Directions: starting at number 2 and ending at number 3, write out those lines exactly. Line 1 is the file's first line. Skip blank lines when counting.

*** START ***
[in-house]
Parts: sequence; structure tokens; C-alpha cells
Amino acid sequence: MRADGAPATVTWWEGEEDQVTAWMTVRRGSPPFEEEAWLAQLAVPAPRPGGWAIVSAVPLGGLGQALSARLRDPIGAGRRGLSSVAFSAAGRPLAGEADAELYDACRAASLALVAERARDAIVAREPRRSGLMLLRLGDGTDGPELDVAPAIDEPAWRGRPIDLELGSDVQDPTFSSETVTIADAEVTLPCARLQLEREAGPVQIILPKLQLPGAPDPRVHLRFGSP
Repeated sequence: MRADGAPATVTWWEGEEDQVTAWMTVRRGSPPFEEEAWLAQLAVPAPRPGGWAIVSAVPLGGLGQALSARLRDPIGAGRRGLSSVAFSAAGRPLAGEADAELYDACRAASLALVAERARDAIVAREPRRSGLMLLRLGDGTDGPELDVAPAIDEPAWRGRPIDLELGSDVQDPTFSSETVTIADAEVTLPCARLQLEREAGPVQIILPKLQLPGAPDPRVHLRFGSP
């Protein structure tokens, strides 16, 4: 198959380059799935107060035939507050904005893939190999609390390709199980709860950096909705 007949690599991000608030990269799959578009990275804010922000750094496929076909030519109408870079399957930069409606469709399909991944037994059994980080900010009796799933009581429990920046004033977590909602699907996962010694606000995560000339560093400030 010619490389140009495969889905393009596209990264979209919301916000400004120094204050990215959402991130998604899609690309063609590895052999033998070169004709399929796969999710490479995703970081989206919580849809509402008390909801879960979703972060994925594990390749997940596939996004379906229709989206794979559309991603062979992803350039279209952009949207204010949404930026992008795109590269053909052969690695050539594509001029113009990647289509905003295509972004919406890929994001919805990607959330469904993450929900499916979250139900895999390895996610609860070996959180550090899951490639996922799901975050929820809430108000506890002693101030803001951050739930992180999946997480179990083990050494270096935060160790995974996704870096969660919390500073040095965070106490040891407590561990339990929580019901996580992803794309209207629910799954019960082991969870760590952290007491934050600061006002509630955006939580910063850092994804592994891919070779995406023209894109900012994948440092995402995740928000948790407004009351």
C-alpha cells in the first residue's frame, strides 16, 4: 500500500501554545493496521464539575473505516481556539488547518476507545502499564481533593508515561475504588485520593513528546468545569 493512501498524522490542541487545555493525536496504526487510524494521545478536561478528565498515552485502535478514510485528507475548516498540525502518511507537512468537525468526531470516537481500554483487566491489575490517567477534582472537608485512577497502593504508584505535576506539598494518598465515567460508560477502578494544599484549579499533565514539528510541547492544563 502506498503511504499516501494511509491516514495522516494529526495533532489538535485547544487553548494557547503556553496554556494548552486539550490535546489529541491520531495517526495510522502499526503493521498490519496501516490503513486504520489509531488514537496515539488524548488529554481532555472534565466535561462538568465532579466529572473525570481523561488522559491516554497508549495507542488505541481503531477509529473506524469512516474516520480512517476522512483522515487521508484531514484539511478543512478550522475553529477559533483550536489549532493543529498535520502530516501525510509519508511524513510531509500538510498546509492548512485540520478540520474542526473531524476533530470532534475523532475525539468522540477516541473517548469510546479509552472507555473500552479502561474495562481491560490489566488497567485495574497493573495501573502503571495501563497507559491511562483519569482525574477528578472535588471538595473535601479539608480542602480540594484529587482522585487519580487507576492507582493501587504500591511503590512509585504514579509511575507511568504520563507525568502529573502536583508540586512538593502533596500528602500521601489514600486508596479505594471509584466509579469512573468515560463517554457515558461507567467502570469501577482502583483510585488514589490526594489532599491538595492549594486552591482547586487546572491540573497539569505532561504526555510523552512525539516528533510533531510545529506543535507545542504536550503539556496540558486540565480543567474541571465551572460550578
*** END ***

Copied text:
Parts: sequence; structure tokens; C-alpha cells
Amino acid sequence: MRADGAPATVTWWEGEEDQVTAWMTVRRGSPPFEEEAWLAQLAVPAPRPGGWAIVSAVPLGGLGQALSARLRDPIGAGRRGLSSVAFSAAGRPLAGEADAELYDACRAASLALVAERARDAIVAREPRRSGLMLLRLGDGTDGPELDVAPAIDEPAWRGRPIDLELGSDVQDPTFSSETVTIADAEVTLPCARLQLEREAGPVQIILPKLQLPGAPDPRVHLRFGSP